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Democracy, democratization and ideological conflicts/polarization in the contemporary muslim societies

Sahibuddin, Wahabuddin (2010) Democracy, democratization and ideological conflicts/polarization in the contemporary muslim societies. In: IIUM Research, Innovation & Invention Exhibition (IRIIE 2010), 26 - 27 January 2010, Kuala Lumpur.

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Democratic peace theory assumes that Muslim societies would become better off if they democratize. The democratic experiences in Muslim societies such as Algeria (1991), Palestine (2006-2007), Iran (2009), Turkey, Egypt, etc. suggest that democratization of the Muslim societies has resulted in ideological polarization within Muslim societies and division of Muslims into supporters of secularism and proponents of political Islam. The Islamists-seculars relation radicalizes: (1) when the advocates of political Islam are prevented from participating in the political process and capturing power through democratic institutions and (2) when the advanced Western democratic states cooperate with nondemocratic secular elites of Muslim societies. The view that corruption, poverty, low literacy rate, tribalism, etc. may shed lights on possible reasons for failures of democracy in the Muslim world appears underestimating the reality. It does not explain the correlation between West’s economic aids to and political cooperation with selected governments of the Muslim world. It also does not explain the relationship between state or military’s intervention in, for instance, a relatively economically advanced Turkish society that enjoys high literacy rate. Academics have often neglected to investigate the relationship between philosophical dimension of democracy and philosophy of life prevalent in the Muslim world. Institutional and philosophical approaches to democracy and democratization are inseparable. It appears that democratization of Muslim societies in the image of Western liberal democracy is difficult. Yet, the institutional approach to democracy provides a common ground for cooperation between Islam and the West. The destabilizing role of democracy can be moderated if the debate between the Islamists, the seculars and the West focuses on issues that are human properties irrespective of religion, ethnicity or language.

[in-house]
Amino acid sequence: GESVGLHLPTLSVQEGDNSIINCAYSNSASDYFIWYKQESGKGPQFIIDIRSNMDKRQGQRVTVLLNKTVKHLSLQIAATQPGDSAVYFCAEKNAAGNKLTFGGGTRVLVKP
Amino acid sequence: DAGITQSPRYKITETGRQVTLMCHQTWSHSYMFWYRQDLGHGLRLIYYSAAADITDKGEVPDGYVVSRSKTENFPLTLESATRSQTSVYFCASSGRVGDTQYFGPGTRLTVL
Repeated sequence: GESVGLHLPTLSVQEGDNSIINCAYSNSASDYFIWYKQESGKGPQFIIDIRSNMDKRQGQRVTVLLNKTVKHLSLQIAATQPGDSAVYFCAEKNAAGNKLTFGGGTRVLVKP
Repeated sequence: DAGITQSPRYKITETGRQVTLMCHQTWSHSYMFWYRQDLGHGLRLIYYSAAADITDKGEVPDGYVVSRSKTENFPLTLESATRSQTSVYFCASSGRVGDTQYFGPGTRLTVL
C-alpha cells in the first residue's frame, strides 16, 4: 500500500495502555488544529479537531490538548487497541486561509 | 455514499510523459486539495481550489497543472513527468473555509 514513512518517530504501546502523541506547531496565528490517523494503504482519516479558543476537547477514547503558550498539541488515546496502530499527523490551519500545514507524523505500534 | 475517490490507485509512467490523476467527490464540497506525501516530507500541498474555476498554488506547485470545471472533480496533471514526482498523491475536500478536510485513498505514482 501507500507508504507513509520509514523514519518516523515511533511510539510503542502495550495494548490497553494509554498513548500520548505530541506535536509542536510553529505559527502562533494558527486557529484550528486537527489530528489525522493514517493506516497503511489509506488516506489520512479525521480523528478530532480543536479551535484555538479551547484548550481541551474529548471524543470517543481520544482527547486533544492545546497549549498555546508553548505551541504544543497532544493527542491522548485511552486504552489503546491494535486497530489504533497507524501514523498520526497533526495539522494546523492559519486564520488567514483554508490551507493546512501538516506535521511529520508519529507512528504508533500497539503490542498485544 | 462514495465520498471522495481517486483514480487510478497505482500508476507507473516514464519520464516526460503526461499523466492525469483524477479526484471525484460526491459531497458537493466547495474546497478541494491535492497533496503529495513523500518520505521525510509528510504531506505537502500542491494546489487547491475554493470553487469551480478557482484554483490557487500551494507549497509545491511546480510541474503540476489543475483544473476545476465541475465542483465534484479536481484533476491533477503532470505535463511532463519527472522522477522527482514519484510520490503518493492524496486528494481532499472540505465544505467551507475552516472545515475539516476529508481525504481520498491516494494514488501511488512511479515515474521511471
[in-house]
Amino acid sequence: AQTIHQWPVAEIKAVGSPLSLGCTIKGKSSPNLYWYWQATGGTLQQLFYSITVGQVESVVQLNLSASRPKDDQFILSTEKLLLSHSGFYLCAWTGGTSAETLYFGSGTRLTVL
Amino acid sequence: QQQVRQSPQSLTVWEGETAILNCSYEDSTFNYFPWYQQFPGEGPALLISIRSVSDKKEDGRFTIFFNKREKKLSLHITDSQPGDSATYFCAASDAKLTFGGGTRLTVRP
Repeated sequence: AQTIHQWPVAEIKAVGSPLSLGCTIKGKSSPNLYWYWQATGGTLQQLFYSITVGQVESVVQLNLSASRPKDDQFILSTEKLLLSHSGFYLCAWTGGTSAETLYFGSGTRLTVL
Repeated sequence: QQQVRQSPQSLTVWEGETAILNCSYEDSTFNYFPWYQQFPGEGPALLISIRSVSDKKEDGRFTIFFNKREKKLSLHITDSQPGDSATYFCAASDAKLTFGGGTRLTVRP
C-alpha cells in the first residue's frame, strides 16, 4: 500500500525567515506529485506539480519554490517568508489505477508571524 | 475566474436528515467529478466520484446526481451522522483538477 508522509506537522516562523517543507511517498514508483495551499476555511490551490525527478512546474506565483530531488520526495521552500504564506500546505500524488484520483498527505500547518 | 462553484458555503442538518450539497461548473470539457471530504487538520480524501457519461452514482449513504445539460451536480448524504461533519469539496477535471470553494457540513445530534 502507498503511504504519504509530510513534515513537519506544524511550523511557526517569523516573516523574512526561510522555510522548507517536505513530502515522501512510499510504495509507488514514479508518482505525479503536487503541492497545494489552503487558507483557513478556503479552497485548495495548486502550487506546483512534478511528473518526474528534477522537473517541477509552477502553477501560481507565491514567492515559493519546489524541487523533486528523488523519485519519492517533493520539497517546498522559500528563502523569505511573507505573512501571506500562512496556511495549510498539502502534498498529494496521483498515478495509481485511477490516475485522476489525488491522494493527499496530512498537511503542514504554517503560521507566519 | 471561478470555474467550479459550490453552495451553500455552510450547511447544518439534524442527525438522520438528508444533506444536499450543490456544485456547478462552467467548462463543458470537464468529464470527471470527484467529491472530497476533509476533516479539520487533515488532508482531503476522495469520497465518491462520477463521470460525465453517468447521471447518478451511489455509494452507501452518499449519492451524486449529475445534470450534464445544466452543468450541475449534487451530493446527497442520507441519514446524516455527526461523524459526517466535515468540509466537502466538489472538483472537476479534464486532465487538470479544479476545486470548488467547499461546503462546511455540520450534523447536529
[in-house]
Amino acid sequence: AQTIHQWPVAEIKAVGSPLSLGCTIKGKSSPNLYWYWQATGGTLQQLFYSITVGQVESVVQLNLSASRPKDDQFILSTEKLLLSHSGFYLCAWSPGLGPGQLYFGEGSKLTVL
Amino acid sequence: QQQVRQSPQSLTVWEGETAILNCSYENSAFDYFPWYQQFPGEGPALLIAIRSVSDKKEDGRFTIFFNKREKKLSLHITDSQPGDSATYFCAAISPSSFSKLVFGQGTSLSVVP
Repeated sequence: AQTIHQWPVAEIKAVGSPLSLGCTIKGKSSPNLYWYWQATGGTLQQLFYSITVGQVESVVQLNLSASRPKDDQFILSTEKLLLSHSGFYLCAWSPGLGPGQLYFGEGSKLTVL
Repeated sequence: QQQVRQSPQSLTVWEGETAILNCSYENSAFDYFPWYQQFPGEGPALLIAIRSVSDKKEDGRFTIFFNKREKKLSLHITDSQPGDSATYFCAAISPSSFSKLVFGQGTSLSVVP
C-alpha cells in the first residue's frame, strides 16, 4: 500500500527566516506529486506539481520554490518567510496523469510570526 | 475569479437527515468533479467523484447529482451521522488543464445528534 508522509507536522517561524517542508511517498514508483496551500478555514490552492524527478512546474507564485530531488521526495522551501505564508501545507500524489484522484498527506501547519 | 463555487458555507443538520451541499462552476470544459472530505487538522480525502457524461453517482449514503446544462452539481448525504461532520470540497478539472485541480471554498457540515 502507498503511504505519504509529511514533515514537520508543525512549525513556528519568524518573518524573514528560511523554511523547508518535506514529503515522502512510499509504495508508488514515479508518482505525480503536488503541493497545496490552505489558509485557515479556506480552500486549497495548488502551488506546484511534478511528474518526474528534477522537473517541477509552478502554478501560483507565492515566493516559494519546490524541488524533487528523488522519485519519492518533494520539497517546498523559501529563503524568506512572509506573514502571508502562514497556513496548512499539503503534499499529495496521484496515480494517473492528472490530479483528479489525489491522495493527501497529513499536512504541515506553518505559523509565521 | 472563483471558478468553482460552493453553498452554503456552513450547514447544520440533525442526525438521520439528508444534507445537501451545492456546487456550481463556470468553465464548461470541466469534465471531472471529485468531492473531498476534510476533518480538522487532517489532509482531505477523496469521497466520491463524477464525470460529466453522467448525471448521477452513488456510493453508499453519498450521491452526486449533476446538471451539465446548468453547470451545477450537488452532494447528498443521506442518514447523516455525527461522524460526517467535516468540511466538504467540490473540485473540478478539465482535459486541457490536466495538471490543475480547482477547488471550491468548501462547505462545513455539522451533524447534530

Item Type: Conference or Workshop Item (Poster)
Additional Information: 2244/23099
Uncontrolled Keywords: IRIIE 2010, democracy, democratization, Muslim societies
Subjects: J Political Science > JA Political science (General)
Kulliyyahs/Centres/Divisions/Institutes (Can select more than one option. Press CONTROL button): Kulliyyah of Islamic Revealed Knowledge and Human Sciences
Kulliyyah of Islamic Revealed Knowledge and Human Sciences > Department of Political Science
Depositing User: Prof. Dr. Wahabuddin Ra'ees
Date Deposited: 10 Apr 2012 09:12
Last Modified: 10 Apr 2012 09:13
URI: http://irep.iium.edu.my/id/eprint/23099

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